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http://dx.doi.org/10.1096/fj.15-280982DOI Listing
http://www.ncbi.nlm.nih.gov/pmc/articles/PMC4799510PMC
April 2016

hiPSC Modeling of Inherited Cardiomyopathies.

Curr Treat Options Cardiovasc Med 2014 Jul;16(7):320

Division of Cardiology, Department of Pediatrics, Stanford University, Stanford, CA, USA.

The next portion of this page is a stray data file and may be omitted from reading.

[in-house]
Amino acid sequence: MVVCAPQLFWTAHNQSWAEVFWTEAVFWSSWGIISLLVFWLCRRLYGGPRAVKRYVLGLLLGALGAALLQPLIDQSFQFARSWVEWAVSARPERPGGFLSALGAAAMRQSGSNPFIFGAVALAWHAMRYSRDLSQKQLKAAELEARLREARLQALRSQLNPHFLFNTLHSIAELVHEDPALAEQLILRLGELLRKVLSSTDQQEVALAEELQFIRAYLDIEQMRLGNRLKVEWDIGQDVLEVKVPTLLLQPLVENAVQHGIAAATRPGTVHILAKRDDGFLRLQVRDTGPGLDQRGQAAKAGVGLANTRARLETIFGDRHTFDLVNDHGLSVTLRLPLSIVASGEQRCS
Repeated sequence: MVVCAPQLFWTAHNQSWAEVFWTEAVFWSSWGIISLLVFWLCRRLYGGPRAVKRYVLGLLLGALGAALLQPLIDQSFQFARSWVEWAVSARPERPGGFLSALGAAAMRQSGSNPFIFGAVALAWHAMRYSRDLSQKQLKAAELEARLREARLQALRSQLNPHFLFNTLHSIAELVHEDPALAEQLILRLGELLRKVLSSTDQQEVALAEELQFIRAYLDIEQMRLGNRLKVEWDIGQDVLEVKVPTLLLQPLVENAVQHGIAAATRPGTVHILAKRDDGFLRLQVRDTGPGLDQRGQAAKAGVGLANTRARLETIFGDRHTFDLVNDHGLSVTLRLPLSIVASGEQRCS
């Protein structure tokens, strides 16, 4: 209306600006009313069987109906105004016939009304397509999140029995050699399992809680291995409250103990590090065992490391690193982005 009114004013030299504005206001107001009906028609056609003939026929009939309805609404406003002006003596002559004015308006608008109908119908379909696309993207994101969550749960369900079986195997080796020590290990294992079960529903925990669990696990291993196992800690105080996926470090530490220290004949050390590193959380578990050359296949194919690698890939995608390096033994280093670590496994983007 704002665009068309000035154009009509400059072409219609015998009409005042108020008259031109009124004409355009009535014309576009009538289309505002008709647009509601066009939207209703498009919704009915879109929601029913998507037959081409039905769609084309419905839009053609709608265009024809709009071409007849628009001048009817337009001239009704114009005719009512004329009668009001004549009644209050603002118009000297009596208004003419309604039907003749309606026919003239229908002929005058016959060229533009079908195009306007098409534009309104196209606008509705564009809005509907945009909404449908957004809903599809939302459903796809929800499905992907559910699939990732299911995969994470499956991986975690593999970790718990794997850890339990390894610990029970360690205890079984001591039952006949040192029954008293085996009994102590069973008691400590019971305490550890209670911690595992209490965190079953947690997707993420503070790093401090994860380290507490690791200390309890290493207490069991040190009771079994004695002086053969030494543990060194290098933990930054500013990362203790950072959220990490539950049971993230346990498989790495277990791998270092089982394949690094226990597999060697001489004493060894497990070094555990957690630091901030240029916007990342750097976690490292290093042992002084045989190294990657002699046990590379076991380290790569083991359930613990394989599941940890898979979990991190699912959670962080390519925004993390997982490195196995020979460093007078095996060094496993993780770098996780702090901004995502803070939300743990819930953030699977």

Opinion Statement: Human-induced pluripotent stem cell-derived cardiomyocytes (hiPSC-CMs) represent a powerful new model system to study the basic mechanisms of inherited cardiomyopathies. hiPSC-CMs have been utilized to model several cardiovascular diseases, achieving the most success in the inherited arrhythmias, including long QT and Timothy syndromes (Moretti et al. N Engl J Med. 363:1397-409, 2010; Yazawa et al. Nature. 471:230-4, 2011) and arrhythmogenic right ventricular dysplasia (ARVD) (Ma et al. Eur Heart J. 34:1122-33, 2013). Recently, studies have applied hiPSC-CMs to the study of both dilated (DCM) (Sun et al. Sci Transl Med. 4:130ra47, 2012) and hypertrophic (HCM) cardiomyopathies (Lan et al. Cell Stem Cell. 12:101-13, 2013; Carvajal-Vergara et al. Nature. 465:808-12, 2010), providing new insights into basic mechanisms of disease. However, hiPSC-CMs do not recapitulate many of the structural and functional aspects of mature human cardiomyocytes, instead mirroring an immature - embryonic or fetal - phenotype. Much work remains in order to better understand these differences, as well as to develop methods to induce hiPSC-CMs into a fully mature phenotype. Despite these limitations, hiPSC-CMs represent the best current in vitro correlate of the human heart and an invaluable tool in the search for mechanisms underlying cardiomyopathy and for screening new pharmacologic therapies.